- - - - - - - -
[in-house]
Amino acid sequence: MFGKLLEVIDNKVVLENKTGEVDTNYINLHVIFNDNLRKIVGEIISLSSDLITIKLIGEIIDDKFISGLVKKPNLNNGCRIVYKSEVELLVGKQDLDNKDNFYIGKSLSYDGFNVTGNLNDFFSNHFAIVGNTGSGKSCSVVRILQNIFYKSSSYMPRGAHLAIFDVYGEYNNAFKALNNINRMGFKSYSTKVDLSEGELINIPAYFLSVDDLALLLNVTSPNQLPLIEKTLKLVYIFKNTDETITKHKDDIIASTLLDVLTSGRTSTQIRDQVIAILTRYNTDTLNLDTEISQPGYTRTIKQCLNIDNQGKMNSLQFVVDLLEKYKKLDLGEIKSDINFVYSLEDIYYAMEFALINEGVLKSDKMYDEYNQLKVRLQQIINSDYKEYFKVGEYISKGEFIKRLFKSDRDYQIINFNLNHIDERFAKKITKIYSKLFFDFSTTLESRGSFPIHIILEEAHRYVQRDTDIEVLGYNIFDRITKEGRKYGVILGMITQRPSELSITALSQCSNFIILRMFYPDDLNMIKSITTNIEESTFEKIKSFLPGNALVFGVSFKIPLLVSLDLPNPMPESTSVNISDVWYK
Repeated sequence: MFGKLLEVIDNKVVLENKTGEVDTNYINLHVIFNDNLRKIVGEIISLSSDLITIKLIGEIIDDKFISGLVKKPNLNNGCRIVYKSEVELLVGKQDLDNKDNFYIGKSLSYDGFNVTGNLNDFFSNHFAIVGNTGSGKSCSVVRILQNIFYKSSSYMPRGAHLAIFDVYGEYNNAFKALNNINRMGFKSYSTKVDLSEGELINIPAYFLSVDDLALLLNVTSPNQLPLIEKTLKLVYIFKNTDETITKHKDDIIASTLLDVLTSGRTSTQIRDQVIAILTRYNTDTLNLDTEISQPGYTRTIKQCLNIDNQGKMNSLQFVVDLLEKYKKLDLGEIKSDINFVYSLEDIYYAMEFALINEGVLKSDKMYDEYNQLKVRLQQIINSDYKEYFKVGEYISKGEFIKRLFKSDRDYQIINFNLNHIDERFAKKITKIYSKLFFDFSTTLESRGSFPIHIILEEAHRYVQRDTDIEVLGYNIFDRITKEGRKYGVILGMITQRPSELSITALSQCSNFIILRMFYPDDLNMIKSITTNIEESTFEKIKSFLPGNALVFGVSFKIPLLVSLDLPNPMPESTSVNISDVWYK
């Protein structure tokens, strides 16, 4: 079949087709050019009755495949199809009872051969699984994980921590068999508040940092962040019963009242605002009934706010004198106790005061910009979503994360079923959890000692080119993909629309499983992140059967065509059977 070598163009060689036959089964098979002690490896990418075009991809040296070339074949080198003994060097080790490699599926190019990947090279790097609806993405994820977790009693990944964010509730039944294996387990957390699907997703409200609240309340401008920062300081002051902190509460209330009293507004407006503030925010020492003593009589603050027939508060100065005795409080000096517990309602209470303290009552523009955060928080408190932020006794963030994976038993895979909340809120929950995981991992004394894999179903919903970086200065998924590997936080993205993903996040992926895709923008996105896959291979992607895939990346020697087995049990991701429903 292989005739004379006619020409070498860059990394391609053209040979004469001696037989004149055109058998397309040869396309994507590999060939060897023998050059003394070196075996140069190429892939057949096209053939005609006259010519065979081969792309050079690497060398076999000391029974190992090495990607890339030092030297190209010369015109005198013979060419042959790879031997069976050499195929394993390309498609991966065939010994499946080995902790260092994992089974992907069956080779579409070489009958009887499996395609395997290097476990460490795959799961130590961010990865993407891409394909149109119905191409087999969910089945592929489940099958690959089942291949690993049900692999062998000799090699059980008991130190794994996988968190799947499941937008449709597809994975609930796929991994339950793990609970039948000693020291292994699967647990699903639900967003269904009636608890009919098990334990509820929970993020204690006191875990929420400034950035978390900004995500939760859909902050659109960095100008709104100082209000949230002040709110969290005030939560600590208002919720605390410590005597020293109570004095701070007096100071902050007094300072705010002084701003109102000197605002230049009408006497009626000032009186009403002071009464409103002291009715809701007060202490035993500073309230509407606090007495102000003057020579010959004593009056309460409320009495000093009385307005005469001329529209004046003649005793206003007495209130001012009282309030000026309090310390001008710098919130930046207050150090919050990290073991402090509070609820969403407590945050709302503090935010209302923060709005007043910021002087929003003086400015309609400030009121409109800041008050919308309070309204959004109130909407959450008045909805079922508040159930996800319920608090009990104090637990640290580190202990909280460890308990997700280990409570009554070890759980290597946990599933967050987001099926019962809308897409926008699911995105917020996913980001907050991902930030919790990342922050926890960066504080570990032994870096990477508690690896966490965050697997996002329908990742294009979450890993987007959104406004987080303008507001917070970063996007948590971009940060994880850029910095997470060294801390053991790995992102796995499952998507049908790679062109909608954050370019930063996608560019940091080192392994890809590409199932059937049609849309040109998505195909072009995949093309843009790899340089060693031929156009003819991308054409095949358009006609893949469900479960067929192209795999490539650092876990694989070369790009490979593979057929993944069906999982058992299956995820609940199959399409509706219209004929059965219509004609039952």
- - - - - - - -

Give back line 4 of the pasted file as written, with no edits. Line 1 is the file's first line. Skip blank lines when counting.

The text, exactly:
């Protein structure tokens, strides 16, 4: 079949087709050019009755495949199809009872051969699984994980921590068999508040940092962040019963009242605002009934706010004198106790005061910009979503994360079923959890000692080119993909629309499983992140059967065509059977 070598163009060689036959089964098979002690490896990418075009991809040296070339074949080198003994060097080790490699599926190019990947090279790097609806993405994820977790009693990944964010509730039944294996387990957390699907997703409200609240309340401008920062300081002051902190509460209330009293507004407006503030925010020492003593009589603050027939508060100065005795409080000096517990309602209470303290009552523009955060928080408190932020006794963030994976038993895979909340809120929950995981991992004394894999179903919903970086200065998924590997936080993205993903996040992926895709923008996105896959291979992607895939990346020697087995049990991701429903 292989005739004379006619020409070498860059990394391609053209040979004469001696037989004149055109058998397309040869396309994507590999060939060897023998050059003394070196075996140069190429892939057949096209053939005609006259010519065979081969792309050079690497060398076999000391029974190992090495990607890339030092030297190209010369015109005198013979060419042959790879031997069976050499195929394993390309498609991966065939010994499946080995902790260092994992089974992907069956080779579409070489009958009887499996395609395997290097476990460490795959799961130590961010990865993407891409394909149109119905191409087999969910089945592929489940099958690959089942291949690993049900692999062998000799090699059980008991130190794994996988968190799947499941937008449709597809994975609930796929991994339950793990609970039948000693020291292994699967647990699903639900967003269904009636608890009919098990334990509820929970993020204690006191875990929420400034950035978390900004995500939760859909902050659109960095100008709104100082209000949230002040709110969290005030939560600590208002919720605390410590005597020293109570004095701070007096100071902050007094300072705010002084701003109102000197605002230049009408006497009626000032009186009403002071009464409103002291009715809701007060202490035993500073309230509407606090007495102000003057020579010959004593009056309460409320009495000093009385307005005469001329529209004046003649005793206003007495209130001012009282309030000026309090310390001008710098919130930046207050150090919050990290073991402090509070609820969403407590945050709302503090935010209302923060709005007043910021002087929003003086400015309609400030009121409109800041008050919308309070309204959004109130909407959450008045909805079922508040159930996800319920608090009990104090637990640290580190202990909280460890308990997700280990409570009554070890759980290597946990599933967050987001099926019962809308897409926008699911995105917020996913980001907050991902930030919790990342922050926890960066504080570990032994870096990477508690690896966490965050697997996002329908990742294009979450890993987007959104406004987080303008507001917070970063996007948590971009940060994880850029910095997470060294801390053991790995992102796995499952998507049908790679062109909608954050370019930063996608560019940091080192392994890809590409199932059937049609849309040109998505195909072009995949093309843009790899340089060693031929156009003819991308054409095949358009006609893949469900479960067929192209795999490539650092876990694989070369790009490979593979057929993944069906999982058992299956995820609940199959399409509706219209004929059965219509004609039952």